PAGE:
I’ve only had one of the new Suunto CORE watches for a few days now and I can’t believe how many people have asked me about it. When I first saw these watches at Summer Outdoor Retailer in August, I thought they were mainly just fluffed up old models…focusing on fashion…but after playing with it for a few days, I’m realizing that they are much more.
First off, the CORE watches seem to feel and fit smaller. I have small skier arms, so you notice these types of things. Sometimes I think size is one of the things that keeps people from buying altimeter watches, and it looks like Suunto does to.. The low profile band has a lot to do with it and the strap holder locks it in place, which is nice, cuz I remember some of the older model’s had a tendency to migrate. One thing I notice in the shop is that people have a misconception that these types of watches are hard to use. Those people could not be further from the truth. All the Suunto models have a logical system of buttons that correspond to select or next, up, down, and backtrack…so don’t be intimidated by the technology. The CORE also has small indicators directing you to which buttons are available in each screen, and to some extent…what their function is. But if you know how to work one Suunto…chances are you know how to work them all (except for some of the T-series models…excluding the T6).
Like most of the Suunto watches I’ve owned and seen, no matter what mode you are in, there is a plethora of functions that can be displayed on the bottom line of each mode. The Core has 3 modes…time, altitude/barometer and compass. In the Time Mode of the CORE, the options are chronograph, countdown timer, day/date, seconds, dual time, and one of my favorite new features…sunrise and sunset. To determine these times for where you live, the CORE starts by asking you the country you live in, and then proceeds to time zone…and goes even further by giving you a list of cities to choose from. The closest listed to Jackson was Idaho Falls…so that is what I when with.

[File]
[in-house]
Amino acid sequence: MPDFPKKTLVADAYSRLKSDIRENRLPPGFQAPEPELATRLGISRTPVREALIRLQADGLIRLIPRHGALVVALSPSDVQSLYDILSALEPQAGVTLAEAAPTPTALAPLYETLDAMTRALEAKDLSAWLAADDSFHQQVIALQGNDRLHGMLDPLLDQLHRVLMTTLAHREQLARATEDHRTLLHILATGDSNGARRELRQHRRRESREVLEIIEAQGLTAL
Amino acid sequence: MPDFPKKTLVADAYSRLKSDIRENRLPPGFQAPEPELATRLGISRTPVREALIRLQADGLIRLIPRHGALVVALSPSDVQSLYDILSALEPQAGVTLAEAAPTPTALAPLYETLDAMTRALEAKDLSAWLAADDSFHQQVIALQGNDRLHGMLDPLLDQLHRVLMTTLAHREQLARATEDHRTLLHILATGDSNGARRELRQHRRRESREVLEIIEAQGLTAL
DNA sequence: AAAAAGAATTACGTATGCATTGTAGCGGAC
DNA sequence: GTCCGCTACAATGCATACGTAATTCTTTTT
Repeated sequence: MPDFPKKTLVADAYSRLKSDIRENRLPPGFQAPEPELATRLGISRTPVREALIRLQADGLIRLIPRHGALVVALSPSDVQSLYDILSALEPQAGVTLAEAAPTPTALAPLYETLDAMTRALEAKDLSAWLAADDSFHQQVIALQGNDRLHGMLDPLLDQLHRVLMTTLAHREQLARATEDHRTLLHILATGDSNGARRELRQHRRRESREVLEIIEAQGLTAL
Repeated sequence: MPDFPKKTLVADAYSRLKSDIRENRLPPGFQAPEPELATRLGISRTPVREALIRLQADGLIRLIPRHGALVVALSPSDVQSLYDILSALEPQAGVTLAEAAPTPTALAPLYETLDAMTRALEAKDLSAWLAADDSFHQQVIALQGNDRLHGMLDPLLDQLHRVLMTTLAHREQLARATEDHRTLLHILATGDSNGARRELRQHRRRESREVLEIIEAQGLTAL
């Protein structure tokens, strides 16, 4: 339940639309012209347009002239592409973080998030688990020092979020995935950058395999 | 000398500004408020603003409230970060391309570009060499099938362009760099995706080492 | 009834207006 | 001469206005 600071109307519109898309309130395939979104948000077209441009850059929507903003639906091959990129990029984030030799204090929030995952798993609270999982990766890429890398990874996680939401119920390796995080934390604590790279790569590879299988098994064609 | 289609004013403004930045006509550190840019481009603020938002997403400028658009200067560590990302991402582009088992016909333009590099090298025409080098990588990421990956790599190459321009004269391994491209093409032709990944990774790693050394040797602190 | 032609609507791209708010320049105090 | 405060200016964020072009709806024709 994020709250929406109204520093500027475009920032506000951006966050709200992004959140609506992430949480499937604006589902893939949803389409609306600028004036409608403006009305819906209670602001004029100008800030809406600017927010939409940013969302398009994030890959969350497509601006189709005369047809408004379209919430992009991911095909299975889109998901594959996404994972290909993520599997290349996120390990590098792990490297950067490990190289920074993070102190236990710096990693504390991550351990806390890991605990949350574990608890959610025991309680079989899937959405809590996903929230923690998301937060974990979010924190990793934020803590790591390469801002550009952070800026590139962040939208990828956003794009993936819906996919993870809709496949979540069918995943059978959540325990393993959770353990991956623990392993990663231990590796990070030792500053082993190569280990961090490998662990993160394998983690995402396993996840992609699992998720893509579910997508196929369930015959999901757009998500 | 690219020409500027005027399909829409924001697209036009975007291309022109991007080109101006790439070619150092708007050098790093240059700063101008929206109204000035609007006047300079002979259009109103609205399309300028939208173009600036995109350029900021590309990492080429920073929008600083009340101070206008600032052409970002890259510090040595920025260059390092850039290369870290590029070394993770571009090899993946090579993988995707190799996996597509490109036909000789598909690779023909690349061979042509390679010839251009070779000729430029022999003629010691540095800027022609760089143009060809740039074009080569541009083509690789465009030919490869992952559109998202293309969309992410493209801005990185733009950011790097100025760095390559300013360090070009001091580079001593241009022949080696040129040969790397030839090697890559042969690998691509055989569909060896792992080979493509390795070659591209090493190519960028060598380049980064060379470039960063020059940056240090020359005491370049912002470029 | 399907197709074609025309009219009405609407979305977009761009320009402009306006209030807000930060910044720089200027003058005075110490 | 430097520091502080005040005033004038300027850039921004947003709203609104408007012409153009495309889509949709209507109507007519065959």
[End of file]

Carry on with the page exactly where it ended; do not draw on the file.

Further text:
Lots of stuff to talk about in the altimeter/barometer modes. The bottom line can give you temperature, log time, baro/alti (depending on what profile you are in), time, log time and new ‘start from zero’ feature. In essence, it is a real-time recording of altitude gain from your starting point…without having to dig into the logbook. I find this to be a cool bonus. When I go backcountry skiing, I like to track and sometimes set goals for about of vertical I get in a day…much like Greg Hill. BTW, Greg should be getting ready for another epic year up in BC and who know what goals he has set for himself this season. Follow along on his blog, The Ramblings of Greg Hill.
Back to the CORE. The barometer also has some nice features, like a 24 hour graph and a new storm alarm, which sets off an alarm when the barometer drops more than 4 hPa/0.12 inHg, in a 3 hour time frame. The Core keeps going with two more altimeter/barometer profiles…automatic and depth meter. The depth meter is self explanatory, and not much for my needs I guess, but the automatic profile could be of use and automatically switches between altitude and barometer when your are moving or standing still.` The bezel is a nice addition to the compass mode.
I know all of this can sound confusing to those that aren’t that familiar with altimeter watches, but with the Core line, Suunto tries to simplify everything…as well as offer some cool features that are really useful and NOT just fluff. Check ‘em out at Suunto.com.